To me, the best argument against free will is the fact that psychology is a working science. People exposed to similar variables come to similar outcomes. It disproves free will because it shows that we are all bound by the way our brains are programmed. If we truly had free will, then psychologists would be unable to predict what kind of adults we may become based on childhood experiences. Just turn on your radio and listen to Dr Drew, some girl might call in and say she's a slut, he'll respond by saying ,"oh, you we're raped at 13 and your father never hugged you." 90% of the time, he hits the nail on the head. Sure you can argue that some girl might have been raped at 13 and her father never hugged her, yet did not become a slut, but that simply means that other variables were there that prevented her slutness. It's a complicated programming but there's no denying that it's there. If free will truly existed, then why do we share certain traits and habits with our parents and grandparents, etc? Sad but true, you're not your own person, you're simply programmed to think that you are.

Free your mind.


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My best argument against

My best argument against freewill is the same as my best argument against God.  I've never heard either defined coherently enough to attempt proof.  Therefore, the default position is non-existence.

Atheism isn't a lot like religion at all. Unless by "religion" you mean "not religion". --Ciarin

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 You actually do have the

 You actually do have the power NOT to do evil things - have some self respect. 

 

If free-will didn't exist, then good and evil wouldn't exist either: 'good' and 'evil' are 'human' terms that rely on free-will to have any meaning at all... 

So your little bitch about God making you 'evil' doesn't mean much (unless you're willing to say that you have free-will, which, according to you, you don't. You're being hypocritical here). 

 

But anyway, did it ever occur to you that God might have created good and evil so that you could perceive one thing as different to another and so that you could have free-will? Why couldn't that be part of God's plan. Maybe he wanted something that had the choice to be an asshole, or to be good; someone that could choose to believe in him, and not do it out of necessity. MAybe God's knowledge of the future is simply this "I don't know what is going to happen in the future."... which would offer no contradiction to free-will. That definition of God you are using was pulled out of the BIBLE, an ancient text that has who knows how many errors, and probably is based on a fairytale. 

 

God doesn't have to be the old angry guy with a beard.  Use your brain. he could be more evil or less evil, but you wouldn't know. 

 

If everyone was able to fly, or do whatever the hell they wanted, then some people would be wanting to kill, and others would be wanting to live. But, they can't ALL have absolute freedom (some would die and some would live - which isn't very free), so your definition of FREE-WILL is a tad selfish, since you ALONE would have to havre this skill, and nobody else.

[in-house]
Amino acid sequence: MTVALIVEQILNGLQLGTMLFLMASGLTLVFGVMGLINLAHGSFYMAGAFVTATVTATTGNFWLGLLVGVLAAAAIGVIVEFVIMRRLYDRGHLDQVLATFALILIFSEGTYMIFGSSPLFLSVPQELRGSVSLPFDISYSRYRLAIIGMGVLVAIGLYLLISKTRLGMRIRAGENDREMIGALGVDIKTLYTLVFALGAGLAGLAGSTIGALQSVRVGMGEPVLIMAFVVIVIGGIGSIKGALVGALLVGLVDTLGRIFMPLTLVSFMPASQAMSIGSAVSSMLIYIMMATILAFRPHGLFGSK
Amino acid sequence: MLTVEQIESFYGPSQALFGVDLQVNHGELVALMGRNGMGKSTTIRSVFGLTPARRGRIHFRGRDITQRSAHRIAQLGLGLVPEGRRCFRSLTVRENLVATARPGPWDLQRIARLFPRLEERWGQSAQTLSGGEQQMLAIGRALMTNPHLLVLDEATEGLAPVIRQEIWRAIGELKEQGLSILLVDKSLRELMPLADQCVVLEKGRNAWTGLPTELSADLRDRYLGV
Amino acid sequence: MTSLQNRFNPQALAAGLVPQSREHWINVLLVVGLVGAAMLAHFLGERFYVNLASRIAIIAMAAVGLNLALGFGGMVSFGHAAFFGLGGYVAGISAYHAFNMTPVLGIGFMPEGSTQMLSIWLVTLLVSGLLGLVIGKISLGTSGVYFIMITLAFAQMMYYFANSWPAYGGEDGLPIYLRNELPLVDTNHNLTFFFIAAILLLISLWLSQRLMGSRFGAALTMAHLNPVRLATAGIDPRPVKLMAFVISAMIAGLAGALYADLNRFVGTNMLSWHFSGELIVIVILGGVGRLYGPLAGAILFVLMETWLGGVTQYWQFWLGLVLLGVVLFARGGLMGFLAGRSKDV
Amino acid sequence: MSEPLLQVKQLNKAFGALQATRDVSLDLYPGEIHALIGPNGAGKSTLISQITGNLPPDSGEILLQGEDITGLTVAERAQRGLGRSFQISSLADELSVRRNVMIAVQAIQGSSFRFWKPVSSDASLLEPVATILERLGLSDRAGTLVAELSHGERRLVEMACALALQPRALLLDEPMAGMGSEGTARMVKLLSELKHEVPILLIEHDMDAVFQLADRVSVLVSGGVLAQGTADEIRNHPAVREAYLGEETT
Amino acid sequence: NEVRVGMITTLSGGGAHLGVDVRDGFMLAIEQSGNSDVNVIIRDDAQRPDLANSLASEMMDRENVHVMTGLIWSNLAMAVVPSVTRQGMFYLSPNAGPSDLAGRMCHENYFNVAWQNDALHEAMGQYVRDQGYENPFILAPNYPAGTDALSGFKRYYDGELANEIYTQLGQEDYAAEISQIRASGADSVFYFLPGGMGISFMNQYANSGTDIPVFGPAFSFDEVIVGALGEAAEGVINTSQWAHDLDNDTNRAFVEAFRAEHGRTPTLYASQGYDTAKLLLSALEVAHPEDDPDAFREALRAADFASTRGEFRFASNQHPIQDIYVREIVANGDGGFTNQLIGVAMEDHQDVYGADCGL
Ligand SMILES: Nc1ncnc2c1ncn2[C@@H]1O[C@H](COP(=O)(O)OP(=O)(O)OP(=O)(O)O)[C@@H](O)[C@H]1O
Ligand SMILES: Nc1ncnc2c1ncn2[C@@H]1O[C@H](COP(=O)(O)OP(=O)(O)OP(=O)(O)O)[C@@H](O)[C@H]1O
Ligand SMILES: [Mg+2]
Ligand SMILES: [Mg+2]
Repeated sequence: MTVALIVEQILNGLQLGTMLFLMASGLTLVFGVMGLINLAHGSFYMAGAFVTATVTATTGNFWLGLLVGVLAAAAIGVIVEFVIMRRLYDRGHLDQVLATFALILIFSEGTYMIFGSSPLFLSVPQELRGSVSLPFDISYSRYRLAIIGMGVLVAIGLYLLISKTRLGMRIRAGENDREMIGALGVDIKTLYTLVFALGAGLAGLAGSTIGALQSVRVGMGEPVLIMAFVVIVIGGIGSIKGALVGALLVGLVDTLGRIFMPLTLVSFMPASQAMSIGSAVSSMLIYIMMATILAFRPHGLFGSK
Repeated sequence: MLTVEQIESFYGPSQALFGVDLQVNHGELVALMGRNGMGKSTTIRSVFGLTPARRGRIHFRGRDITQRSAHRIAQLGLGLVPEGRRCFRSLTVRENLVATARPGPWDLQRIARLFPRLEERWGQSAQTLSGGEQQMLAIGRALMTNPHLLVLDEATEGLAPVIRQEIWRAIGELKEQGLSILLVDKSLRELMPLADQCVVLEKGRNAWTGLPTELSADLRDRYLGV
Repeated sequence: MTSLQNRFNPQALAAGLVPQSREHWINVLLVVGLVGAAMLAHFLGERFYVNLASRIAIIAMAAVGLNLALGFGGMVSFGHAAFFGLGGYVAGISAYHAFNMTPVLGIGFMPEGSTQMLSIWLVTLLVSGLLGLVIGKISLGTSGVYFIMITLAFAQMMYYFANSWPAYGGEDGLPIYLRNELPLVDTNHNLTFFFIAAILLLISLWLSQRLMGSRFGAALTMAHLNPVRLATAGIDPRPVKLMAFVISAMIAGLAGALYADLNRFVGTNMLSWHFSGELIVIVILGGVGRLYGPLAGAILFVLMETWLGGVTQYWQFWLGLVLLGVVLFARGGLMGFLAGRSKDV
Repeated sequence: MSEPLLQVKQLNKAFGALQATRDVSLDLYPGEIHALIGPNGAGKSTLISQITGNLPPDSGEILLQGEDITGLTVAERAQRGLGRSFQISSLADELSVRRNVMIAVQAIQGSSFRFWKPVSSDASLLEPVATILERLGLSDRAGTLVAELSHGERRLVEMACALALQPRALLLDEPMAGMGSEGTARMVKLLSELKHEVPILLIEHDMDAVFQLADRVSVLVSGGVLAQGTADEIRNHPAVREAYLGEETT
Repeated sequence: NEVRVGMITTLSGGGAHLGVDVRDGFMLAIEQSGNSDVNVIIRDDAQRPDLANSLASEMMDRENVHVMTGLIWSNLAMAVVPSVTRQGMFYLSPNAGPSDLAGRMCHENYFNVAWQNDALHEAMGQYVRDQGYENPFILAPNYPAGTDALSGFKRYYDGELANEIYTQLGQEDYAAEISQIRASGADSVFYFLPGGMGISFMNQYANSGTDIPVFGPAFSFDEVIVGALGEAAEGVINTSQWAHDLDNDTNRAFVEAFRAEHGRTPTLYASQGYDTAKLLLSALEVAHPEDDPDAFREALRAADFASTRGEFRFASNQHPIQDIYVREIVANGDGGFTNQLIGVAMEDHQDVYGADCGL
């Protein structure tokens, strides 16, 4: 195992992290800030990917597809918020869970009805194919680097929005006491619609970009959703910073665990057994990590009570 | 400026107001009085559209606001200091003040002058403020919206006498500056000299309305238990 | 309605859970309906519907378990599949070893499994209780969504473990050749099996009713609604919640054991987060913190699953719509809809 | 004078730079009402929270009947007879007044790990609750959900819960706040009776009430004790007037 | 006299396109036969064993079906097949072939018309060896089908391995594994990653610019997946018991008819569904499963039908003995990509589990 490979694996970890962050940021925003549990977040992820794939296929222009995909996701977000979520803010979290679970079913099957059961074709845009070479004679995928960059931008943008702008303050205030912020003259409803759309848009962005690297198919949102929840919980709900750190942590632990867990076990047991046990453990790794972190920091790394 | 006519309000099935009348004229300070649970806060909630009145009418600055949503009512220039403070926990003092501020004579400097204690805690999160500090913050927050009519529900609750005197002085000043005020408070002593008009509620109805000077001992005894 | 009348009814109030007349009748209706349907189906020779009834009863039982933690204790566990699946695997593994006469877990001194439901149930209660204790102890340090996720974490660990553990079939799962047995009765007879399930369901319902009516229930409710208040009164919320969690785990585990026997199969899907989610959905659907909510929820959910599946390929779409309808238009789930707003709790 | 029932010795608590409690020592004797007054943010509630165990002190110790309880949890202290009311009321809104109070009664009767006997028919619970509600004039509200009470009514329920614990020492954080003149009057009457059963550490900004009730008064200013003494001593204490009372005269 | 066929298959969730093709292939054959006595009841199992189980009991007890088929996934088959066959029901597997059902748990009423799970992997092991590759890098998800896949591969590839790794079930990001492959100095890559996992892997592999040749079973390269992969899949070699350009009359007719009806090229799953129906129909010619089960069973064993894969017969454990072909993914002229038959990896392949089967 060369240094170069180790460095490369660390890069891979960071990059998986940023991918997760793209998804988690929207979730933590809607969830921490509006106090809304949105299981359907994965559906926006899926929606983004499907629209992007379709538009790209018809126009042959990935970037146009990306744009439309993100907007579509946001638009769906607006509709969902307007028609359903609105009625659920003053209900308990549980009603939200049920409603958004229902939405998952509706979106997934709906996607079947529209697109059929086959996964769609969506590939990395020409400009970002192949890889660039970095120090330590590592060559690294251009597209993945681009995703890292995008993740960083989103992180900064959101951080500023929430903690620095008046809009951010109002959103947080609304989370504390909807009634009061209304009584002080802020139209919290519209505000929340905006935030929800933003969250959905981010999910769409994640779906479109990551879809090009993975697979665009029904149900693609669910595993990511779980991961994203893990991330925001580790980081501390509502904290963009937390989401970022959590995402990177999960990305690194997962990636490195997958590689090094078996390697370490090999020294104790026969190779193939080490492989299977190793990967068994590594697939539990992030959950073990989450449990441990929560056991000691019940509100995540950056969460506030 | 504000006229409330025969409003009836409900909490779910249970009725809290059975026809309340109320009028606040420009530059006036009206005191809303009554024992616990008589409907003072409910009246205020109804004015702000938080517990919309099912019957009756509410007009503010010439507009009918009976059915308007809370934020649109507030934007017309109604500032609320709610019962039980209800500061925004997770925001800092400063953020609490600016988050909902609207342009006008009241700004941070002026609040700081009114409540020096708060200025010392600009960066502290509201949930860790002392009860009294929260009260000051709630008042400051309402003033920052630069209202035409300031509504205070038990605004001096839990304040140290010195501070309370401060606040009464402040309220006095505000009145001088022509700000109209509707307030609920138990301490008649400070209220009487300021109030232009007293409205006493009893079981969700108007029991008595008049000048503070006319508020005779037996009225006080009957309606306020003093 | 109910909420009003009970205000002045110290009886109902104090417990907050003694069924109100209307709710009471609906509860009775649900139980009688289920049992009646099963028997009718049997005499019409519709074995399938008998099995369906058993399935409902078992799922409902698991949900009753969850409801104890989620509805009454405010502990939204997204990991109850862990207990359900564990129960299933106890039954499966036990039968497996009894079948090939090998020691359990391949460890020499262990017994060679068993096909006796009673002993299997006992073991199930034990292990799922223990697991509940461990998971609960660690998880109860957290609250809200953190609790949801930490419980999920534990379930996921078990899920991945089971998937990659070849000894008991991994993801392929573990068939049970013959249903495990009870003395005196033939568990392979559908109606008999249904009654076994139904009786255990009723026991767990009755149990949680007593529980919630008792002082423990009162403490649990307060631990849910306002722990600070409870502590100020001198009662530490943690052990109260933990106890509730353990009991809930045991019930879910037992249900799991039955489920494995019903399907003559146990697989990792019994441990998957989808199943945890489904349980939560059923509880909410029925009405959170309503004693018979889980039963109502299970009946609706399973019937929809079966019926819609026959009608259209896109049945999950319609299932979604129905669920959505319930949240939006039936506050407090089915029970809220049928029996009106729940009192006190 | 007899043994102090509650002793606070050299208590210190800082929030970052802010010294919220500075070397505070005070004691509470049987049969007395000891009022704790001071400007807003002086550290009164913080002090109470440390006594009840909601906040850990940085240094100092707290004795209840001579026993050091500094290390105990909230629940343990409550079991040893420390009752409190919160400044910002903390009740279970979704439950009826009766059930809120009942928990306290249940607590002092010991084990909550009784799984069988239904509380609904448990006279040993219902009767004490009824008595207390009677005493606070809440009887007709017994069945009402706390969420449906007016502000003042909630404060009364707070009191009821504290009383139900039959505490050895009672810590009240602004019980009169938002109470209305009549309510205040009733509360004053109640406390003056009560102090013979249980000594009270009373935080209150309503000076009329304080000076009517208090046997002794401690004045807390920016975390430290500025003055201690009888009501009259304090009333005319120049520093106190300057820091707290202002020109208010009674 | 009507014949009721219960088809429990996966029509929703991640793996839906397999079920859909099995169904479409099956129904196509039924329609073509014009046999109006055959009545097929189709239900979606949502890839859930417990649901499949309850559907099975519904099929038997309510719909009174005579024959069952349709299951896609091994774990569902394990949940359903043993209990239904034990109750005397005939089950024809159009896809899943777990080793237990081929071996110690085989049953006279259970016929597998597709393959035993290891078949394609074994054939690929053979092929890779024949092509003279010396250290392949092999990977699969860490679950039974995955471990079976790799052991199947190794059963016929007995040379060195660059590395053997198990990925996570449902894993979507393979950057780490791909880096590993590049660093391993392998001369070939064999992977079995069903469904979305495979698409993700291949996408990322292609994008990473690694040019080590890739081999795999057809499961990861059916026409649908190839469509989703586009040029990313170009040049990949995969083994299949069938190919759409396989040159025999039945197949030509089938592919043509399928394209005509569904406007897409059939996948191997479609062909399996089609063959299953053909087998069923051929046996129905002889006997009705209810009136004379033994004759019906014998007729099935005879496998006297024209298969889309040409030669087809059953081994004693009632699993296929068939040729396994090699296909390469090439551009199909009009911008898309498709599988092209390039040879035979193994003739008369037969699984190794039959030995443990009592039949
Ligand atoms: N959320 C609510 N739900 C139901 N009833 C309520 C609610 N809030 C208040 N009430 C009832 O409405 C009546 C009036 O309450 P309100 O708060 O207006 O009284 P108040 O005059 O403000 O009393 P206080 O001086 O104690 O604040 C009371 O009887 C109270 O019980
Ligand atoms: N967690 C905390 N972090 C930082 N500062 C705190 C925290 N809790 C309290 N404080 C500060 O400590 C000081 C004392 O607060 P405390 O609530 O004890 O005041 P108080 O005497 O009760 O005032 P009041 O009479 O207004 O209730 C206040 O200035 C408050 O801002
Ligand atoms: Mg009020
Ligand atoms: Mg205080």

What? You think God would make a world just for you, with no-one else in it who could have free will? 

MAybe God wanted a way for us to all have free-will, so you wouldn't get lonely as the only personn who could defy the laws of nature. Get pretty boring up there, wouldn't it, if you had nothing real to share it with. If you were in a lucid dream, flying, killing, or doing whatever you like without having anyone stop you. 

 

NAture is there so that we ALL have free-will, and so that no mystical bullshit ninja could compromise everybody else's. 

It's called your mind - creativity. 

You can imagine whatever the hell you want. 

And you can do anything you want within the laws of nature. 

 

You do have free-will. 

It's plain to see. 

And if we don't, then don't bitch at christians because by that definition of life (deterministic), it's not their fault they believe in a God. 

 

In fact, if there is no free-will, then don't talk about good and evil at all, since you can't logically argue your belief in it. 

 

Get a better argument. 

 

And I'm not trying to tell you this is all true- what I've been rambling on about. 

But you might want to think about your definition of 'GOD' and 'FREE WILL' and "GOOD AND EVIL' before you start talking about it again. 

 


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'Good' and 'Evil' are not

'Good' and 'Evil' are not dependent on 'Free will' to be meaningful.

We only need to be able to recognise whether an action leads to great suffering or avoids it, or better, leads to entirely positive feelings such as happiness.

Reward and punishment, to encourage the good and discourage evil, also does not depend on whether 'free will' is a valid concept. In fact, 'deterministic' ideas explicitly do strongly justify the application of reward and punishment.

 

The concept of 'free will' only becomes even potentially relevant if we wish to apply blame, or consider motivations for actions.

Introducing the idea of a God just introduces total uncertainty into everything, since we have no way of actually knowing what the ultimate nature or motives of such a being would be, how it really 'wants' us to behave, or why. What purports to be the 'word of God' could well be a subtle exercise in confusing and misleading us for unfathomable motives. We would literally have no way to distinguish the intentions, altho the many contradictions, confusions, and general inconsistencies in the Bible do point toward a 'prankster' God, if anything, playing with us for its own mysterious purposes.